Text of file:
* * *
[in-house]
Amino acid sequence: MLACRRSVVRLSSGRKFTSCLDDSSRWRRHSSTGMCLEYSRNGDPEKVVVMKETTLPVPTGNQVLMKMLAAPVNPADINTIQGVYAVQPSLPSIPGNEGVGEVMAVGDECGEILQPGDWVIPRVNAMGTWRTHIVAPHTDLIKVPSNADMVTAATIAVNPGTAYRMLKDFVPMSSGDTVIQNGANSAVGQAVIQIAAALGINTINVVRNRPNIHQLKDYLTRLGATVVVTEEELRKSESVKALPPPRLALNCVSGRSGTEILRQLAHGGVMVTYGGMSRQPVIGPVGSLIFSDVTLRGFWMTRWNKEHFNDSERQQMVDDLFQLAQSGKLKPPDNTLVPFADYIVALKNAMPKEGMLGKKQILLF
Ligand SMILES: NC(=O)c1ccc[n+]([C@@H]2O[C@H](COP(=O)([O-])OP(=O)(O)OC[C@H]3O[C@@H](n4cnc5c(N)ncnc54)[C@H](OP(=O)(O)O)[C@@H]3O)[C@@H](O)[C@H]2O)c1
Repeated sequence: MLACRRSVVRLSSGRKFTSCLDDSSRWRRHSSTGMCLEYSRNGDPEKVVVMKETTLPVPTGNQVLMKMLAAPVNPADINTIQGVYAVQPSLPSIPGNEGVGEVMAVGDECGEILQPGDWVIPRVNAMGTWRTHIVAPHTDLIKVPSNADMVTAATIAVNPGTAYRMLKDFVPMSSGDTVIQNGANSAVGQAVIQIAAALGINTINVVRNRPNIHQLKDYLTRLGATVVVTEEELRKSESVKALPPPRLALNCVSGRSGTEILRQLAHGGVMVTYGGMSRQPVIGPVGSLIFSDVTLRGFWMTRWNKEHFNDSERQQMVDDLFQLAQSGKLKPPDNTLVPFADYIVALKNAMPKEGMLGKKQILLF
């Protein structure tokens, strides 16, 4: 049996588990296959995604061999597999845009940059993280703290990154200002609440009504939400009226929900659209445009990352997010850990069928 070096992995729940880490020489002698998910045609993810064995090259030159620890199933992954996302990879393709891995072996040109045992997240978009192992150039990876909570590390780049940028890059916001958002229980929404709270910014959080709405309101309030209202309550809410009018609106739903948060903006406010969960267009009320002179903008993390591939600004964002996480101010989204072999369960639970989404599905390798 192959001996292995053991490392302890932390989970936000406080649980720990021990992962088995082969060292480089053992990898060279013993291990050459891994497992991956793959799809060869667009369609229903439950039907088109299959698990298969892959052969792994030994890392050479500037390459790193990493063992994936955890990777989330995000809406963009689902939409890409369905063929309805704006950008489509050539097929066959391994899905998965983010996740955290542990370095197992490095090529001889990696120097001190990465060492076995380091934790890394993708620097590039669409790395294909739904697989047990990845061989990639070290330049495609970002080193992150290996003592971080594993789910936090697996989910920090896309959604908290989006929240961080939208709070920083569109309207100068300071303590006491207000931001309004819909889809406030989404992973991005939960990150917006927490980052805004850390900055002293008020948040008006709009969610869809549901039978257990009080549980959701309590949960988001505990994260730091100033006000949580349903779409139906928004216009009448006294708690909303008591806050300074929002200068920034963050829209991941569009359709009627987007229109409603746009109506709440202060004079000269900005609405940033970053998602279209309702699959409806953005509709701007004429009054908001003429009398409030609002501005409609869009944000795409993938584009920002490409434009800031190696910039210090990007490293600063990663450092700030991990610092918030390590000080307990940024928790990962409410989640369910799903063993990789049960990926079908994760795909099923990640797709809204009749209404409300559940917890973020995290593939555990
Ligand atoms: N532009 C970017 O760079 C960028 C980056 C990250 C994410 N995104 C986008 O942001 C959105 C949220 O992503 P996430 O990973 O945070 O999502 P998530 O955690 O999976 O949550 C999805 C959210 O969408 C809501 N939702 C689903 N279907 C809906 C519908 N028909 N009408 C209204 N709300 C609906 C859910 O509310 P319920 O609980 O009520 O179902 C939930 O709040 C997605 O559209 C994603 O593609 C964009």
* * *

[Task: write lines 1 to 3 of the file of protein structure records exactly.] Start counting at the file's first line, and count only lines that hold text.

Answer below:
[in-house]
Amino acid sequence: MLACRRSVVRLSSGRKFTSCLDDSSRWRRHSSTGMCLEYSRNGDPEKVVVMKETTLPVPTGNQVLMKMLAAPVNPADINTIQGVYAVQPSLPSIPGNEGVGEVMAVGDECGEILQPGDWVIPRVNAMGTWRTHIVAPHTDLIKVPSNADMVTAATIAVNPGTAYRMLKDFVPMSSGDTVIQNGANSAVGQAVIQIAAALGINTINVVRNRPNIHQLKDYLTRLGATVVVTEEELRKSESVKALPPPRLALNCVSGRSGTEILRQLAHGGVMVTYGGMSRQPVIGPVGSLIFSDVTLRGFWMTRWNKEHFNDSERQQMVDDLFQLAQSGKLKPPDNTLVPFADYIVALKNAMPKEGMLGKKQILLF
Ligand SMILES: NC(=O)c1ccc[n+]([C@@H]2O[C@H](COP(=O)([O-])OP(=O)(O)OC[C@H]3O[C@@H](n4cnc5c(N)ncnc54)[C@H](OP(=O)(O)O)[C@@H]3O)[C@@H](O)[C@H]2O)c1